The Westbury community will never return to the glory days of majority white, blue-collar, etc. Westbury's problems did not begin three or four years ago. Where were the "traditionalists" at the onset of racial change? What did they do at that point to ensure that Westbury High would never slip into what is now commonplace in many schools that are largely minority? Why not let school officials, academic experts and rational residents meet in a crisis summit to do damage control to a situation that has been years in the making?
Everyone who is familiar with the plight of today's schools, with large numbers of minority students, knows that there cannot be a strong academic program without student discipline. This group's solution seems to be "tear down the apartment complexes and return the neighborhood to its former status."
Johnny Reb and the rebel flag have no place in a school with a vast cross-section of racial groups.
Name withheld by request
Irish stew: Though not prone to revel in any individual's misfortune, I would argue that collectively the Houston Chronicle's woes [News Hostage, by Richard Connelly, September 6] elicit no tears from the city's active Irish and Irish-American communities.
Richard Connelly was spot on with his contention of the paper having its "sacred cows" and "untouchable" institutions, a fatal flaw when the public has ample access to factual news coverage. From our perspective, the Chronicle's reporting and editorials of current events in Northern Ireland are notoriously and blatantly pro-British. Yet innumerable editorial rebuttals and demands subsequently tendered for accurate reporting curiously fail to merit publication or consideration.
Any media outlet aspiring to survive would do well to take heed of the breadth and intelligence of their audience. Sacred cows as well as subsequent censorship are not only unacceptable but the antithesis of responsible journalism. Such practices will invariably and inevitably result in the kiss of death. The Chronicle's choice is painfully simple: Lead, follow, or get out of the way!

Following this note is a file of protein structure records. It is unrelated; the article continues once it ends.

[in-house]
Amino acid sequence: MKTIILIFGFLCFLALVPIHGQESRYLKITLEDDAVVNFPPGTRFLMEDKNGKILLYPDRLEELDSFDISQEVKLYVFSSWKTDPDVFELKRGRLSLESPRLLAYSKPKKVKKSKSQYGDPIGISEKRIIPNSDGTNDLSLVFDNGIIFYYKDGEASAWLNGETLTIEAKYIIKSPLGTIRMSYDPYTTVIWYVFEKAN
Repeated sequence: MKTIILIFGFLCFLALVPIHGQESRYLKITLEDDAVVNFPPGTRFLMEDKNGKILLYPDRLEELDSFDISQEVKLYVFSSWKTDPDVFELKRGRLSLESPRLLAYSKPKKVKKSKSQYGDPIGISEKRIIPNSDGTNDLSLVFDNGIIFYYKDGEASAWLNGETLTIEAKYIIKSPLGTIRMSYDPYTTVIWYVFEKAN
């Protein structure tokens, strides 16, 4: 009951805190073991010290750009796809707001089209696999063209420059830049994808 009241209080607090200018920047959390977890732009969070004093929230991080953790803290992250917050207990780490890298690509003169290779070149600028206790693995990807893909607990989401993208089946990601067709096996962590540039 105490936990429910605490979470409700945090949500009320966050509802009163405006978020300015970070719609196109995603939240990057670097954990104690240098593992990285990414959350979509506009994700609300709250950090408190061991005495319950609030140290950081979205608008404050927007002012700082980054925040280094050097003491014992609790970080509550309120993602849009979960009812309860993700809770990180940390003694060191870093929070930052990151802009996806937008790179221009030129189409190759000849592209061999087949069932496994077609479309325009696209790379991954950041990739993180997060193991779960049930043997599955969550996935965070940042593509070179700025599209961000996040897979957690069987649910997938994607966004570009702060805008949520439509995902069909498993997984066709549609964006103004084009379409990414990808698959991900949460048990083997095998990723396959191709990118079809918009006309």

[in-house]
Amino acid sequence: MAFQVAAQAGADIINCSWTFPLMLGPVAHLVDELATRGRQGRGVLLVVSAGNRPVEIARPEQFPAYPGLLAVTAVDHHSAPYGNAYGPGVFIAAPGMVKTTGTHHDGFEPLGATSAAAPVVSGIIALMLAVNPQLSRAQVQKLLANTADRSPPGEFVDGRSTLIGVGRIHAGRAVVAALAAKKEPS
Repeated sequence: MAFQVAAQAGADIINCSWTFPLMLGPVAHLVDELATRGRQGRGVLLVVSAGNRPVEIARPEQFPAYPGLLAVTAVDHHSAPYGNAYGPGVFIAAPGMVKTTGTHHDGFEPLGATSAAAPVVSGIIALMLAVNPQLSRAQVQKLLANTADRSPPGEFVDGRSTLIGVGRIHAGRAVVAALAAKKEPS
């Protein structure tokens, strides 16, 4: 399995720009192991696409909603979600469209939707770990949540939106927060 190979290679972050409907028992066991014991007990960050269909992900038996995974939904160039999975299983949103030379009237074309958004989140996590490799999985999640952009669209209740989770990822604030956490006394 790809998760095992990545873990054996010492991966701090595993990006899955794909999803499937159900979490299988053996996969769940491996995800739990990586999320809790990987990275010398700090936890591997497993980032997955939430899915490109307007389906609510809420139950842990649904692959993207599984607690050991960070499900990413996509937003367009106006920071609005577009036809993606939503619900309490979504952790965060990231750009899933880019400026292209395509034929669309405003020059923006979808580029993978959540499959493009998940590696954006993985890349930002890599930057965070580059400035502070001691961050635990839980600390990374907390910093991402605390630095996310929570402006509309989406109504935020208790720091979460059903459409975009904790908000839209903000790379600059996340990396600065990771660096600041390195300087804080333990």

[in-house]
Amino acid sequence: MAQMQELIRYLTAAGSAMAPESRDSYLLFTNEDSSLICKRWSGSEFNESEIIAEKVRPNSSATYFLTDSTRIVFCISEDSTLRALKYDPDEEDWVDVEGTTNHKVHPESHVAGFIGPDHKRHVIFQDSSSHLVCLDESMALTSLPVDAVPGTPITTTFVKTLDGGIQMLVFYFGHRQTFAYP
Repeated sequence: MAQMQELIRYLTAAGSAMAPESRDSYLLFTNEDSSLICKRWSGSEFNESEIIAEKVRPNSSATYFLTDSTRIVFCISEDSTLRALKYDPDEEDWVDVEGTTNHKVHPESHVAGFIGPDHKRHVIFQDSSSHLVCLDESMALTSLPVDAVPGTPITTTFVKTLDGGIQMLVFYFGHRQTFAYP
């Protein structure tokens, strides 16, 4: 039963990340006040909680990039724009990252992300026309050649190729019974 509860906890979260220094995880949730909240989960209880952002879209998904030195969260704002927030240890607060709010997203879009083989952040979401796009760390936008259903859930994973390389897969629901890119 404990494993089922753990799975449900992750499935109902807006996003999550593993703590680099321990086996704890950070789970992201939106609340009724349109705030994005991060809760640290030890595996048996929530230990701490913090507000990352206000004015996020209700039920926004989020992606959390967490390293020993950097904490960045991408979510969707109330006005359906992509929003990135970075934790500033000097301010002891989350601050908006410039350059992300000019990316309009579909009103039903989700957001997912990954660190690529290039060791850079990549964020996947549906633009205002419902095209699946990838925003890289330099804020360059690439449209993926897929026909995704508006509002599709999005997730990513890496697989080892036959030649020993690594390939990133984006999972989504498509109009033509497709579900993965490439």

Maire A. McPartland
Irish Northern Aid Committee
Sporting chance: I'm sure that none of the sports columnists will get laid off. That's the only Chron section that ever gets bigger and bigger and bigger. I think that the Chron should break off the sports page to sell as a separate paper for about $1 a day.
That way maybe they could fund the rest of their paper, maybe even making badly needed improvements, like adding impartial editors, reporters who can see the big picture and an editorial staff capable of weeding out fluff pieces. Oh, and while we're at it, maybe get someone to do some hard-hitting journalism.
Stamp of Disapproval
Boxed out: I enjoyed your article on the United States Postal Service ["Zoned Out," by Jeffrey Gilbert, August 23].
I moved from a home that has a mailbox in front of it to one that has boxes together. I went to the Beechnut post office to get a key for the new box. The person at the counter rudely talked down to me when I said I needed more than one key. He said it would take a couple of days.
Four days later no copy of the key had been made. I had to contact the post office supervisor to get a day that I could get the key. Then my wife was told it was not there.
The next day I was told that it had been there the day before, but they didn't know why no one knew where it was.
This is what you call better service? Maybe we need competition. To have other companies offer regular mail delivery might get the USPS to care more. The USPS is a private company not owned by the U.S. government, I was told years ago.